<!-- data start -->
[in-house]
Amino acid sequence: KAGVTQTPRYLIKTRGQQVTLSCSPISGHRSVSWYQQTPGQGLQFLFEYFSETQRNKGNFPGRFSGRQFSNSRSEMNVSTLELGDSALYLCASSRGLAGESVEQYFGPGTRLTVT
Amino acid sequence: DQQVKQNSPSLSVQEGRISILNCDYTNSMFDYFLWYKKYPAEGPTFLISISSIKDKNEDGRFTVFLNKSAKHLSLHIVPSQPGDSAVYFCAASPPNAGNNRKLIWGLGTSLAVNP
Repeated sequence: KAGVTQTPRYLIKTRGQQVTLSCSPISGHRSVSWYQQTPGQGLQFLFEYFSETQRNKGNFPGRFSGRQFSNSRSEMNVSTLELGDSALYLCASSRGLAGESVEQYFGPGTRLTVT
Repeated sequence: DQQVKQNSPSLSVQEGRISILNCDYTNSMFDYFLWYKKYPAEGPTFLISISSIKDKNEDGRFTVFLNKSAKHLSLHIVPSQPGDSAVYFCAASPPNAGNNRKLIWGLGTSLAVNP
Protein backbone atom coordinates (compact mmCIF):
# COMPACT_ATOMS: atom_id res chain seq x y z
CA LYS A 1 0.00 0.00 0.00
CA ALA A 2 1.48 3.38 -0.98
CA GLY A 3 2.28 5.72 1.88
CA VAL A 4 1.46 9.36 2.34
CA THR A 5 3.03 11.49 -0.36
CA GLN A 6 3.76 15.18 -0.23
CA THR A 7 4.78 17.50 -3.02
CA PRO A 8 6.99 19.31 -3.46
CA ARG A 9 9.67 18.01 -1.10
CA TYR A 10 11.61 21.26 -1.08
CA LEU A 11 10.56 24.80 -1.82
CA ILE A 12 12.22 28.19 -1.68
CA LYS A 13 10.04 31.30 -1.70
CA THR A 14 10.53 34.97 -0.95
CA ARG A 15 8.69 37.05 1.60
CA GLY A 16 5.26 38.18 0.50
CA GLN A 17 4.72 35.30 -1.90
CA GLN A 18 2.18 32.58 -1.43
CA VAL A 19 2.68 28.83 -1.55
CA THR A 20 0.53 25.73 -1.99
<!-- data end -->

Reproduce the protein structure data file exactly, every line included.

[in-house]
Amino acid sequence: KAGVTQTPRYLIKTRGQQVTLSCSPISGHRSVSWYQQTPGQGLQFLFEYFSETQRNKGNFPGRFSGRQFSNSRSEMNVSTLELGDSALYLCASSRGLAGESVEQYFGPGTRLTVT
Amino acid sequence: DQQVKQNSPSLSVQEGRISILNCDYTNSMFDYFLWYKKYPAEGPTFLISISSIKDKNEDGRFTVFLNKSAKHLSLHIVPSQPGDSAVYFCAASPPNAGNNRKLIWGLGTSLAVNP
Repeated sequence: KAGVTQTPRYLIKTRGQQVTLSCSPISGHRSVSWYQQTPGQGLQFLFEYFSETQRNKGNFPGRFSGRQFSNSRSEMNVSTLELGDSALYLCASSRGLAGESVEQYFGPGTRLTVT
Repeated sequence: DQQVKQNSPSLSVQEGRISILNCDYTNSMFDYFLWYKKYPAEGPTFLISISSIKDKNEDGRFTVFLNKSAKHLSLHIVPSQPGDSAVYFCAASPPNAGNNRKLIWGLGTSLAVNP
Protein backbone atom coordinates (compact mmCIF):
# COMPACT_ATOMS: atom_id res chain seq x y z
CA LYS A 1 0.00 0.00 0.00
CA ALA A 2 1.48 3.38 -0.98
CA GLY A 3 2.28 5.72 1.88
CA VAL A 4 1.46 9.36 2.34
CA THR A 5 3.03 11.49 -0.36
CA GLN A 6 3.76 15.18 -0.23
CA THR A 7 4.78 17.50 -3.02
CA PRO A 8 6.99 19.31 -3.46
CA ARG A 9 9.67 18.01 -1.10
CA TYR A 10 11.61 21.26 -1.08
CA LEU A 11 10.56 24.80 -1.82
CA ILE A 12 12.22 28.19 -1.68
CA LYS A 13 10.04 31.30 -1.70
CA THR A 14 10.53 34.97 -0.95
CA ARG A 15 8.69 37.05 1.60
CA GLY A 16 5.26 38.18 0.50
CA GLN A 17 4.72 35.30 -1.90
CA GLN A 18 2.18 32.58 -1.43
CA VAL A 19 2.68 28.83 -1.55
CA THR A 20 0.53 25.73 -1.99